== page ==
In case you missed it, yesterday – April 15th – the US major league baseball teams honored Jackie Robinson , who in 1947 on that date became the first player of color to play in US major league baseball. All players yesterday wore the same number – Robinson’s #42 – as a way of honoring his memory and accomplishments. More on Robinson at this ESPN video clip here .
I thought of Robinson in connection with a history-dating project we did a few years ago with the circa 1870’s house in San Francisco we call home. As background, one of the effects of the 1906 earthquake in the City is that many records got destroyed in the fire which followed the quake, so you back into dating your house by things such as water / sewer hook-ups or voter registration rolls.
As you might expect, the registered voters for our property contained male-like and female-like names – but became all male names for years earlier than 1920. Where did the women go? Easy – they didn’t have the right to vote until then.
Things that we take so easily for granted – males and females voting, people of all ethnic / racial backgrounds doing things in and out of sports – weren’t always so.
Just as it would give me pause if people on a team always had the same number (both "that’s odd" – and "what’s going on here?), I’ve found through my years that when I don’t see the appropriate communities reflected wherever I go it brings to mind that same question: "what’s going on here?
I remember Chris Matthews’ observation about Obama’s cabinet ("Looks like the the many faces of Benetton " ) and thinking, no, it actually looks mostly like the people who are my clients, work with me on boards, run the school my son attends, or who I bump into professionally and personally day in and day out.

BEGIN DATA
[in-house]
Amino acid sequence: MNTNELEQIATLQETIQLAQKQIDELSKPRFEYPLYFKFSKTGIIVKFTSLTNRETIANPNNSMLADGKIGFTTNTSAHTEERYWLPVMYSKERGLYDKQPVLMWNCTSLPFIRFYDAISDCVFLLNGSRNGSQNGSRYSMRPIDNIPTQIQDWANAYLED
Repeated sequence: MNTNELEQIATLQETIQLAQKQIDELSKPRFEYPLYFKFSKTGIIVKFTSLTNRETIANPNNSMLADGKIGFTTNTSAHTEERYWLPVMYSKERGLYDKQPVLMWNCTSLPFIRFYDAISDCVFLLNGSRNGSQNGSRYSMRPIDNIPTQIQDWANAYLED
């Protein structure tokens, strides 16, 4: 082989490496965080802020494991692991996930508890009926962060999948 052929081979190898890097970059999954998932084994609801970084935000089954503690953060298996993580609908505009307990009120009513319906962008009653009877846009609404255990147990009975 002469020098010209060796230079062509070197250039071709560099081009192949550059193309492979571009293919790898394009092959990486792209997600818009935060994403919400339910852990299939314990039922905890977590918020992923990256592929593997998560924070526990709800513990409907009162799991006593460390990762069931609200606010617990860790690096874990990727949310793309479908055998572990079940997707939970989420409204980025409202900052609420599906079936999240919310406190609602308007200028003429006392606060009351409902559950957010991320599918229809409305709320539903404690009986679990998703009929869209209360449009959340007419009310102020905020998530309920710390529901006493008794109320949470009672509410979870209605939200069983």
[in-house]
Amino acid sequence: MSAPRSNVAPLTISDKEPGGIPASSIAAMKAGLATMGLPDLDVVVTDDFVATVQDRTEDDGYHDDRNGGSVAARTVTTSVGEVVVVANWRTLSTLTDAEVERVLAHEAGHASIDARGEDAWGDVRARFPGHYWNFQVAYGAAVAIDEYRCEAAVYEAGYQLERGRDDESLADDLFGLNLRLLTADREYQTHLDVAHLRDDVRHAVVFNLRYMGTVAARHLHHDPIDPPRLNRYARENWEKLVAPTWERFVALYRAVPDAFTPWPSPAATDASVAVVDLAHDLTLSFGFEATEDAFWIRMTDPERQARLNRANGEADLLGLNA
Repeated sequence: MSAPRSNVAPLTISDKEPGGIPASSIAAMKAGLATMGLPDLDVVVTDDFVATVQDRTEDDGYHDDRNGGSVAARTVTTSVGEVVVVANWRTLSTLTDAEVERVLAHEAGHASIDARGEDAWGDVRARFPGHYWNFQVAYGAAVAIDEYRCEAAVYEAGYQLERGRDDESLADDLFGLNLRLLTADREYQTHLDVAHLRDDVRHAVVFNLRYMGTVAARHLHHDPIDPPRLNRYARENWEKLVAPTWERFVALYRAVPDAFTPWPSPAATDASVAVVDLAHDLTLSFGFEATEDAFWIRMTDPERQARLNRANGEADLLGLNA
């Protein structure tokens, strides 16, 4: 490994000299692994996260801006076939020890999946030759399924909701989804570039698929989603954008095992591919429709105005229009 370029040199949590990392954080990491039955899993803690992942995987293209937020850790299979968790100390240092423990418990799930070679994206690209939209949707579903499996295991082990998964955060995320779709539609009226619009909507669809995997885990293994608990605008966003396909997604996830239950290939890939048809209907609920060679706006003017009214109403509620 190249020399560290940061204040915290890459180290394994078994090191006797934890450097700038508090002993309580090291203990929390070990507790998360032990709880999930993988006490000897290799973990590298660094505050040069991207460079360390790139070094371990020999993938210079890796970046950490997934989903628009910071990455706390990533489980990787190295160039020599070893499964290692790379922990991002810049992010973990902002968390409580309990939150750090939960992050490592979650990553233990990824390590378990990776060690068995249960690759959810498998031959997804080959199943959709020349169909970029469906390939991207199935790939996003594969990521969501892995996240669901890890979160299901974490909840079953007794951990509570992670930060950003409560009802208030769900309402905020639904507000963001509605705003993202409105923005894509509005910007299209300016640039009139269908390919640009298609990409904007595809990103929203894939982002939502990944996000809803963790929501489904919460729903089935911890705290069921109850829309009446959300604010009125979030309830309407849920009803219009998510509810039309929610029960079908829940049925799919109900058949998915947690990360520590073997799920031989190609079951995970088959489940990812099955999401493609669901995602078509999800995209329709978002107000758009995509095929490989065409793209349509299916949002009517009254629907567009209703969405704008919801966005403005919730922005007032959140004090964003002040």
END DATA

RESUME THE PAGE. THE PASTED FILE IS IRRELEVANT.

And when I don’t see that sort of appropriate diversity, I curiously wonder why. If the answer is the community itself is less diverse (maybe Boise rather than Bakersfield, or on the gender side, maybe Alaska with a much higher percentage of males rather than Arizona, where gender is more balanced) than it makes a certain amount of sense. But when the community itself is diverse, I default to "what’s going on here?"
I think we honor people like Robinson when we expect bright smart people of all stripes to be around us when it’s appropriate, and to wonder why they’re not (e.g. why are all the CEO’s of major banks male?) – and to figure out what, if anything to do about it. Just asking that question – "What’s going on here?" – can have a profound impact.
New Rules is an occasional set of writings focused on changes in norms, culture, or ways of navigating work and careers. More about executive and team coaching services can be found at the "About J. Mike Smith and Back West, Inc." sidebar.